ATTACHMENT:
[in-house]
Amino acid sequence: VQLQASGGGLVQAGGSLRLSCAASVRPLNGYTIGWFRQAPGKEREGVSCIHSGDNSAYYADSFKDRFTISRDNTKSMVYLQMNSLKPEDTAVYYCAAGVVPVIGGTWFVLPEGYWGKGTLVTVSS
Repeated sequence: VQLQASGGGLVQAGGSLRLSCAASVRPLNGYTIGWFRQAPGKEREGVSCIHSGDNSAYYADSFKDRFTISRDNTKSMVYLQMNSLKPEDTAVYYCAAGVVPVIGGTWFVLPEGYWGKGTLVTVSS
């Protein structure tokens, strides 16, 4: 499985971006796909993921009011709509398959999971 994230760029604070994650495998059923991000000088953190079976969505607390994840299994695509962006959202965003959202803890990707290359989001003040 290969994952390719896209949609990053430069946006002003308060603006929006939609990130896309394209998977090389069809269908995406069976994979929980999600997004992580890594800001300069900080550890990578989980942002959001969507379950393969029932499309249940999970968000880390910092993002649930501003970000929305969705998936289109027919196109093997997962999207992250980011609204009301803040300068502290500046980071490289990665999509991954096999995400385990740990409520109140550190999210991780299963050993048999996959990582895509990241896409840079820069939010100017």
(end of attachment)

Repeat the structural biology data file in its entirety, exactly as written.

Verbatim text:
[in-house]
Amino acid sequence: VQLQASGGGLVQAGGSLRLSCAASVRPLNGYTIGWFRQAPGKEREGVSCIHSGDNSAYYADSFKDRFTISRDNTKSMVYLQMNSLKPEDTAVYYCAAGVVPVIGGTWFVLPEGYWGKGTLVTVSS
Repeated sequence: VQLQASGGGLVQAGGSLRLSCAASVRPLNGYTIGWFRQAPGKEREGVSCIHSGDNSAYYADSFKDRFTISRDNTKSMVYLQMNSLKPEDTAVYYCAAGVVPVIGGTWFVLPEGYWGKGTLVTVSS
């Protein structure tokens, strides 16, 4: 499985971006796909993921009011709509398959999971 994230760029604070994650495998059923991000000088953190079976969505607390994840299994695509962006959202965003959202803890990707290359989001003040 290969994952390719896209949609990053430069946006002003308060603006929006939609990130896309394209998977090389069809269908995406069976994979929980999600997004992580890594800001300069900080550890990578989980942002959001969507379950393969029932499309249940999970968000880390910092993002649930501003970000929305969705998936289109027919196109093997997962999207992250980011609204009301803040300068502290500046980071490289990665999509991954096999995400385990740990409520109140550190999210991780299963050993048999996959990582895509990241896409840079820069939010100017």